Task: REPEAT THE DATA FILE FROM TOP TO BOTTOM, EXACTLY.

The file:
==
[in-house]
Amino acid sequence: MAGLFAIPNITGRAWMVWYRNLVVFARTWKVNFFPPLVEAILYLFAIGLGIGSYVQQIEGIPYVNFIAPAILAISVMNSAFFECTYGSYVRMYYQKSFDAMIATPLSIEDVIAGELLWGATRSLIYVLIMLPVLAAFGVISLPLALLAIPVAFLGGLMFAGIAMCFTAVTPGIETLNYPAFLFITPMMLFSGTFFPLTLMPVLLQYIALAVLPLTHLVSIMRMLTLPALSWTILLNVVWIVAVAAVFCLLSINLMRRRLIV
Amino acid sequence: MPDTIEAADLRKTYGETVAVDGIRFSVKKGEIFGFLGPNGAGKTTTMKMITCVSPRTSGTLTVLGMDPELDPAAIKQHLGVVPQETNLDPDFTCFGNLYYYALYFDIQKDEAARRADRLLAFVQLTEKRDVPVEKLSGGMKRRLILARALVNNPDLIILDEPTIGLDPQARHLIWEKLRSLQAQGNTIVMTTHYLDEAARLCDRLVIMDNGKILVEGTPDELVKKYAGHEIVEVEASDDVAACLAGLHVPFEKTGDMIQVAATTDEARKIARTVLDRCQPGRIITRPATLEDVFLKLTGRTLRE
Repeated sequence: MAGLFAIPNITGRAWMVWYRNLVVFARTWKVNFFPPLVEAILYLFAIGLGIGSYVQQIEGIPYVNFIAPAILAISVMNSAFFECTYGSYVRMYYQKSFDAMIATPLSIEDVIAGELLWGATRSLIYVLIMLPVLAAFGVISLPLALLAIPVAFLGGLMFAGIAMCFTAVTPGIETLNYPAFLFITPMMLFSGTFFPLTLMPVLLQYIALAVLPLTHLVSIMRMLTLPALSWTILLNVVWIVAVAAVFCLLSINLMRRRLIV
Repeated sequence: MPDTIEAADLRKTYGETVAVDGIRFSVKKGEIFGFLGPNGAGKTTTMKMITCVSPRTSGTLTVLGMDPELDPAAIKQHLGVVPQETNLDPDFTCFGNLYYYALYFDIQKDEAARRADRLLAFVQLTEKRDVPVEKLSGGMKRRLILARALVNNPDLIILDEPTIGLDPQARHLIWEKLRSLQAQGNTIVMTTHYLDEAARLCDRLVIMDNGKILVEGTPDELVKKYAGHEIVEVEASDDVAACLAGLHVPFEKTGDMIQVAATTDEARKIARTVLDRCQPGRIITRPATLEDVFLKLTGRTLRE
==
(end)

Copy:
[in-house]
Amino acid sequence: MAGLFAIPNITGRAWMVWYRNLVVFARTWKVNFFPPLVEAILYLFAIGLGIGSYVQQIEGIPYVNFIAPAILAISVMNSAFFECTYGSYVRMYYQKSFDAMIATPLSIEDVIAGELLWGATRSLIYVLIMLPVLAAFGVISLPLALLAIPVAFLGGLMFAGIAMCFTAVTPGIETLNYPAFLFITPMMLFSGTFFPLTLMPVLLQYIALAVLPLTHLVSIMRMLTLPALSWTILLNVVWIVAVAAVFCLLSINLMRRRLIV
Amino acid sequence: MPDTIEAADLRKTYGETVAVDGIRFSVKKGEIFGFLGPNGAGKTTTMKMITCVSPRTSGTLTVLGMDPELDPAAIKQHLGVVPQETNLDPDFTCFGNLYYYALYFDIQKDEAARRADRLLAFVQLTEKRDVPVEKLSGGMKRRLILARALVNNPDLIILDEPTIGLDPQARHLIWEKLRSLQAQGNTIVMTTHYLDEAARLCDRLVIMDNGKILVEGTPDELVKKYAGHEIVEVEASDDVAACLAGLHVPFEKTGDMIQVAATTDEARKIARTVLDRCQPGRIITRPATLEDVFLKLTGRTLRE
Repeated sequence: MAGLFAIPNITGRAWMVWYRNLVVFARTWKVNFFPPLVEAILYLFAIGLGIGSYVQQIEGIPYVNFIAPAILAISVMNSAFFECTYGSYVRMYYQKSFDAMIATPLSIEDVIAGELLWGATRSLIYVLIMLPVLAAFGVISLPLALLAIPVAFLGGLMFAGIAMCFTAVTPGIETLNYPAFLFITPMMLFSGTFFPLTLMPVLLQYIALAVLPLTHLVSIMRMLTLPALSWTILLNVVWIVAVAAVFCLLSINLMRRRLIV
Repeated sequence: MPDTIEAADLRKTYGETVAVDGIRFSVKKGEIFGFLGPNGAGKTTTMKMITCVSPRTSGTLTVLGMDPELDPAAIKQHLGVVPQETNLDPDFTCFGNLYYYALYFDIQKDEAARRADRLLAFVQLTEKRDVPVEKLSGGMKRRLILARALVNNPDLIILDEPTIGLDPQARHLIWEKLRSLQAQGNTIVMTTHYLDEAARLCDRLVIMDNGKILVEGTPDELVKKYAGHEIVEVEASDDVAACLAGLHVPFEKTGDMIQVAATTDEARKIARTVLDRCQPGRIITRPATLEDVFLKLTGRTLRE